The worst-kept secret in MotoGp was finally revealed on Thursday night when Jorge Lorenzo announced that this weekend’s MotoGp race at Valencia would be his last. Given his abject performances this year and his almost career-ending back injury mid-season, nobody was in the least bit surprised.
Now I have to say, right from the start, that I have never been a Lorenzo fan. Some of his dangerous riding while in 250’s earned him some bans (and justly so) and his hokey post-race celebrations once he got into MotoGp were cringe-worthy in the extreme, however, it wasn’t that that really turned me off him, it was just that he was so one-dimensional that, when his whole life does flash before his eyes one day, I swear he won’t be in it.
Of course, now that he has announced his retirement, everyone is falling over themselves to say what a wonderful rider and person he was, even those who had previously not been fans, how hypocritical we can be? On paper, his record looks impressive and it is.
Here, courtesy of MotoGp’s stats page, is his career encapsulated.
Whichever way you look at it, it’s good. 5 titles (2×250, 3xMotoGp) and 68 wins are the stats that matter, that puts him up near the top of the lists. Commentators are making much of the fact that Lorenzo beat Stoner, Rossi and Marquez during his career and that is also true.
What the stats and the commentators don’t say is that Lorenzo benefitted greatly in his career by the dominance of Yamaha as a grand prix bike during that period. It’s never easy to win a MotoGp race but it is easi-ER if you have the best bike and many of Lorenzo’s victories were when he was riding the best bike. It is also true that the stats do not show the manner in which a race is won but our memories will always refer back to the huge proportion of Lorenzo’s wins where he started on pole or on the front row at least, buggered off into the distance and had only himself to beat because of it. Like I said, it’s never easy, but it’s a damn sight easier if you don’t have to battle for the win.
Tellingly, we found out how much Lorenzo’s career benefitted from the dominance of of Yamaha when he was pushed out of Yamaha and joined Ducati. Yes, he eventually won three races for the Bologna marque but only after a terrible period of excuses and poor performances.
His move to Honda was, in my opinion, the worst thing he could have done. His riding style would never suit the “grab it by the scruff of the neck and wrestle it into submission” approach required to win on the RCV. Coming into the season injured and then suffering a series of injuries early in the season didn’t help but the Honda move was doomed from the outset.
I hope he survives this weekend and doesn’t hurt himself again, he at least deserves that. As I said, I was never a fan, his dour, humourless persona just never grabbed me and, while I admire his career, I really won’t miss him.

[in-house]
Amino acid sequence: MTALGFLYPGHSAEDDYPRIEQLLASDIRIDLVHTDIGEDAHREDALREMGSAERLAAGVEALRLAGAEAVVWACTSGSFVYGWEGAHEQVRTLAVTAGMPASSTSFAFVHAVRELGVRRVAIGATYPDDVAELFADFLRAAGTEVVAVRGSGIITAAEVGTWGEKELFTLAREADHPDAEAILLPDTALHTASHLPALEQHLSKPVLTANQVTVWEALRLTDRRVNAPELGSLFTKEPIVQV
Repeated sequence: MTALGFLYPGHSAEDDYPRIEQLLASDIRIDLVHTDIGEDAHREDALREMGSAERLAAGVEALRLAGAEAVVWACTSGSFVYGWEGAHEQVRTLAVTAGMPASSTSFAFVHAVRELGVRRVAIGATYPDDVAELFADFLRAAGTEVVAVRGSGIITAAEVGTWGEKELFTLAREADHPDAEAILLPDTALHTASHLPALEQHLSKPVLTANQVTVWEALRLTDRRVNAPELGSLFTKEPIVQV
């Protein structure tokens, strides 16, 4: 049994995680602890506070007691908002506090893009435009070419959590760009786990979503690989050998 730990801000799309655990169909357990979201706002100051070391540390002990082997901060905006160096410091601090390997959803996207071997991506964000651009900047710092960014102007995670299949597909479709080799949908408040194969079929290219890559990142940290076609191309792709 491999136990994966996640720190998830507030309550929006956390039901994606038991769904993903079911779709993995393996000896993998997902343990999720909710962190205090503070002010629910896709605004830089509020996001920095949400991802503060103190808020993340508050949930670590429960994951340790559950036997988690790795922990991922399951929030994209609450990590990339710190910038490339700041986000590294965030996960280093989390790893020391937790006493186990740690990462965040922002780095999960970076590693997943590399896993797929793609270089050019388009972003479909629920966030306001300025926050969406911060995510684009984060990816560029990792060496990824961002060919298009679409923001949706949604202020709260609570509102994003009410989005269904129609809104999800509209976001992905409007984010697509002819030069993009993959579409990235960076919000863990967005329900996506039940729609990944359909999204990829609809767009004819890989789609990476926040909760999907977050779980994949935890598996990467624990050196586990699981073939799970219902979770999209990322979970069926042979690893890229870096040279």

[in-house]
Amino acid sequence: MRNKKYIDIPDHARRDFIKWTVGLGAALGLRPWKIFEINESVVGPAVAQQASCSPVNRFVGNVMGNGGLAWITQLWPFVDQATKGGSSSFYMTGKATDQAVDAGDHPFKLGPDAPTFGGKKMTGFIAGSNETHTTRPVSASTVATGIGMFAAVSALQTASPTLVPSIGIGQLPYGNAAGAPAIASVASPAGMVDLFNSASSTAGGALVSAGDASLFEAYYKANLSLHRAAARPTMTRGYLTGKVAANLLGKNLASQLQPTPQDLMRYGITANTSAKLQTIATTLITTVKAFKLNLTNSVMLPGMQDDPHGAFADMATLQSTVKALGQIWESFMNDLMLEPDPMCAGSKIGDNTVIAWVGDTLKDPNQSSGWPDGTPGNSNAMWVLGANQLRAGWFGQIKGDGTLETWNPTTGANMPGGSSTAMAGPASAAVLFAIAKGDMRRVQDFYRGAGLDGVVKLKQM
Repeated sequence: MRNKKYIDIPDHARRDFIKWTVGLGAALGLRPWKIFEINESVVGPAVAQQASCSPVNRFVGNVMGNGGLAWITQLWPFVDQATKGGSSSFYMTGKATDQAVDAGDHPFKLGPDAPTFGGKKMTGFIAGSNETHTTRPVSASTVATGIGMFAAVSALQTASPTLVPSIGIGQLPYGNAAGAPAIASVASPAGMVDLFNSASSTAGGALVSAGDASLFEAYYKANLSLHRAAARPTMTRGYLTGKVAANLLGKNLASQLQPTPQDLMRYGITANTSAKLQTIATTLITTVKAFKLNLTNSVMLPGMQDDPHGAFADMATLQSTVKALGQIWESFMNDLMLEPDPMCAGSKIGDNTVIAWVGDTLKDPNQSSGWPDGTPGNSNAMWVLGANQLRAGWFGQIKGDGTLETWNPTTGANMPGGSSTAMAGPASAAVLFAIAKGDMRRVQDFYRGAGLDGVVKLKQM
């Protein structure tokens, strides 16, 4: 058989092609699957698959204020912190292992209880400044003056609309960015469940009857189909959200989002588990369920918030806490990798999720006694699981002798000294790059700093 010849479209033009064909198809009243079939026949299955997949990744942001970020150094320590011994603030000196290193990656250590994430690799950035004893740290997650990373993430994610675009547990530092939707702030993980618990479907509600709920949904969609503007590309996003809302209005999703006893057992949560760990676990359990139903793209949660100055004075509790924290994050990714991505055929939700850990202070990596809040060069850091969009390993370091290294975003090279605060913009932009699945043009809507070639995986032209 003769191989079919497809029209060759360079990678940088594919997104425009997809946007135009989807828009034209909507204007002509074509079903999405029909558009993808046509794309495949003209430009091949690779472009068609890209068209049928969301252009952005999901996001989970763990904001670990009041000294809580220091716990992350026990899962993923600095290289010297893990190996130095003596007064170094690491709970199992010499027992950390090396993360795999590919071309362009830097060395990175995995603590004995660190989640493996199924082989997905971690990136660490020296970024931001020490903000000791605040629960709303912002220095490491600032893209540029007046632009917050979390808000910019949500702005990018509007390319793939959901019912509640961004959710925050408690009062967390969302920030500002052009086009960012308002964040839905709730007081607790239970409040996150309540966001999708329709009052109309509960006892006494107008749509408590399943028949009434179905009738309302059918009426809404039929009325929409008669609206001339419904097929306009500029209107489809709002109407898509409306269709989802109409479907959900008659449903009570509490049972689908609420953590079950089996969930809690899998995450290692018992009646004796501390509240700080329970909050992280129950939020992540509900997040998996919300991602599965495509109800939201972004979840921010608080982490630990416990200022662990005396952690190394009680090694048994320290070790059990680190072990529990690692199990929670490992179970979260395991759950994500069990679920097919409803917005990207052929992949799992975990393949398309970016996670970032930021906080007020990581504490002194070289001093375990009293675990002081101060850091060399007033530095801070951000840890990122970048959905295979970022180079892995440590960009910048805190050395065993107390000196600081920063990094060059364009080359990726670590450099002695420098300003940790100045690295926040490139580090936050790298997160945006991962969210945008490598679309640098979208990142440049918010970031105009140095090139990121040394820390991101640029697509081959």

HOWEVER, the media and the pundits are abuzz with who will replace him at Honda for 2020. Jorge was on a two-year deal due to finish at the end of NEXT year as are all the current crop. Honda has to find someone who is prepared to sign a ONE year deal to ride the most difficult bike in the paddock and try and be the wingman for Marc Marquez. Yeah, good luck with THAT!
Answers to the dilemma include. Cal Crutchlow who has been banging on for years about wanting a “works” bike. Unfortunately, the lifeline has probably arrived too late for the Brit. He has enormous loyalty to LCR and is already speaking about his imminent retirement himself. Whoever Honda choose, their previous form suggests that they don’t hire riders who are in the twilight of their careers. This caveat also probably rules out Johann Zarco. His performances as the stand in for Nakagami have been very impressive (10th in qualifying last night at Valencia) but he, too is looking at a career which has less distance to run than it already has.
Nakagami? No. Despite Honda always trying to have a Japanese rider to fly the flag for the home team, Nakkers isn’t the answer. His career has probably peaked as well.
Well, where does that leave them? Well, the obvious answer and the one that everyone is touting is Marquez Jr. Despite all the reasons why it might be a good idea, I don’t think it will happen in 2020. Alex has already clearly said that he wants to stay in Moto2 next year and defend his title then look at 2021 when there will be LOTS of seats available from which to choose. Alex IS the Moto2 champion but he has made heavy weather of winning the championship on a bike that, till the late, last season burst by the departing KTM’s has been the dominant machine. When he first arrived in grand prix racing, Marc was saying that everyone had better look out because Alex was better than he was. He hasn’t quite lived up to that hype and I have the sneaky suspicion that he won’t in the future. I’m not sure that HRC will want a two-brothers team anyway and I’m equally sure that Marquez Snr may not be able to bear the strain of having his two boys in the same garage 🙂
Thinking outside the box for the moment means that, like me, you may be thinking of HRC using the opportunity to bring in some brand new blood rather than play it safe. And the obvious answer, as far as I can see, is for HRC to hire Jorge Martin. KTM won’t be in Moto2 next year so he could be at a loose end anyway and he already has been a Honda golden child, winning the Moto3 title for them in 2018. Of course, this is all speculation, but Martin ticks lots of the boxes for me.
Watch this space.